A fish hospital — the first of its kind in the country — will become operational in Kolkata in two-three months. The hospital, with facilities to diagnose and treat ailments in fish commercially bred in the state, will help farmers increase their produce.
West Bengal was the country’s largest fish producer till it was overtaken by Andhra Pradesh in 2011-12. Experts believe that the yield in Bengal can go up if healthier species are bred.
“The building has already been constructed and electrical work is in progress. Our aim will be to find out what ailments the fish bred in the state suffer from and help farmers increase the yield. While Bengal is one of the largest producers of fish in the country, things can certainly improve. The hospital is coming up at our campus in Panchasayar’s Chakgaria in Kolkata,” said Professor T J Abraham, professor (fishery microbiology) and principal investigator, department of aquatic animal health, faculty of fishery sciences, West Bengal University of Animal and Fishery Services (WBUAFS).
The facility comprises 50 glass aquariums and 25 circular water tanks to house the fish. The expense of Rs 1.75 crore has been borne by the Indian Council of Agricultural Research under the ministry of agriculture. According to Abraham, the hospital will first diagnose and treat fish that are bred by farmers. At a later stage, efforts may be made to find out ailments that wild fish, caught along Bengal’s coast, suffer from. A study conducted by Zoological Survey of India (ZSI) revealed that several species found in the wild, particularly marine varieties, have parasites in their intestines. This may affect their internal organs, reducing their growth and egg-laying capacity.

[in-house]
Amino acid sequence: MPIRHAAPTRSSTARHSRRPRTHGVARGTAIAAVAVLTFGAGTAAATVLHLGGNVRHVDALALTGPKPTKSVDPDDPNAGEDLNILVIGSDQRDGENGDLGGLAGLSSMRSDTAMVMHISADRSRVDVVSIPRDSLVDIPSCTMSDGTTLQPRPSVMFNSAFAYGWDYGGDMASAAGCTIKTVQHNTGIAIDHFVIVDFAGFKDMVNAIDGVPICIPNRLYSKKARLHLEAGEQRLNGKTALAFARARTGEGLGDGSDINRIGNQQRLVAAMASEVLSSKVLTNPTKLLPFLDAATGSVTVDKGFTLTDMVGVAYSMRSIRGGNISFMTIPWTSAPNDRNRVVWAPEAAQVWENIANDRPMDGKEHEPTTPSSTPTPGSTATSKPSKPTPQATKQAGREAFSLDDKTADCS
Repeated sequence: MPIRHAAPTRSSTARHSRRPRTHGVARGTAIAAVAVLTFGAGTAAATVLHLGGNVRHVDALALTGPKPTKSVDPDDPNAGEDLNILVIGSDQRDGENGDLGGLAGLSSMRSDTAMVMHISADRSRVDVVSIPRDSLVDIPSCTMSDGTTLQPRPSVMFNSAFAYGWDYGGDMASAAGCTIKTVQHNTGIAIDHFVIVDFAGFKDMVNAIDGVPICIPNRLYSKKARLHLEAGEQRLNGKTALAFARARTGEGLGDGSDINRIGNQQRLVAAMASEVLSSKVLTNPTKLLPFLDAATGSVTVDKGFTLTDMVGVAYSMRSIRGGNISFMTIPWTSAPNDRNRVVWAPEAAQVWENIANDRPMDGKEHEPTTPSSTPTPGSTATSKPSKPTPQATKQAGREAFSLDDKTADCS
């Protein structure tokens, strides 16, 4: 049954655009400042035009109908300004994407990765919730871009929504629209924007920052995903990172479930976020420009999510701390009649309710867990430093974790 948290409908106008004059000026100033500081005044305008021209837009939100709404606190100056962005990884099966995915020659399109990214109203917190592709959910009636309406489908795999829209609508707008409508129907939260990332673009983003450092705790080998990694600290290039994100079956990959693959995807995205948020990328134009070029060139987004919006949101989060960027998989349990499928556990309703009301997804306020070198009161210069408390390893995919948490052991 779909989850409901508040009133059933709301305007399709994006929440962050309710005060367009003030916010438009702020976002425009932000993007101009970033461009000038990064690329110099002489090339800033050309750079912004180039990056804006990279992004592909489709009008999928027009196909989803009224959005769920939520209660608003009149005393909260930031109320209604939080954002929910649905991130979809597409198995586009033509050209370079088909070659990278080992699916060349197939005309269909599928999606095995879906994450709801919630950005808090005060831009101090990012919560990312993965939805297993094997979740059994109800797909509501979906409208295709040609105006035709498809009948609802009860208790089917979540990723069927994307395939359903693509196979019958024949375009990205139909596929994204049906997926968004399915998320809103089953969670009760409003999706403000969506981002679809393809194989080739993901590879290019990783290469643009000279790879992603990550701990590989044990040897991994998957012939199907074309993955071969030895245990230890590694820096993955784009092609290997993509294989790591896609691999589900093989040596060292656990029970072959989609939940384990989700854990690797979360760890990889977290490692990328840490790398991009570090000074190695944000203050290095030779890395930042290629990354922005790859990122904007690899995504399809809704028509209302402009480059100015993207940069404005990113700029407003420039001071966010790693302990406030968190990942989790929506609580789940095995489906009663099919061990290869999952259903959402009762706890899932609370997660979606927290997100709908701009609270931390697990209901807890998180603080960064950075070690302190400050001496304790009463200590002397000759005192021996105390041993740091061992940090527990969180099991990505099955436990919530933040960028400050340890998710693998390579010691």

According to experts at WBUAFS, nearly 20% of the state’s fish production is affected due to poor management practices. It is estimated that India’s fish suffer from 60-65 diseases and nearly 10% of Bengal’s fish is wasted due to this.
A study published in the International Journal of Bio-resource and Stress Management by four researchers, including two from WBUAFS, suggested that parasites are more prevalent in carps cultured in bheris of Bengal and around Kolkata as farmers use sewerage water. This comprises 99% water and 1% of other material, including pathogens like bacteria, virus and large parasites. These can cause primary and secondary infections and mortality in fish.
According to Abraham, farmers can approach the hospital whenever they suspect a problem with their fish. They can report abnormalities like change in colour or size. They can even bring in samples for diagnosis and treatment.
Reference – http://timesofindia.indiatimes.com/city/kolkata/Kolkata-to-get-nations-first-fish-hospital/articleshow/47777615.cms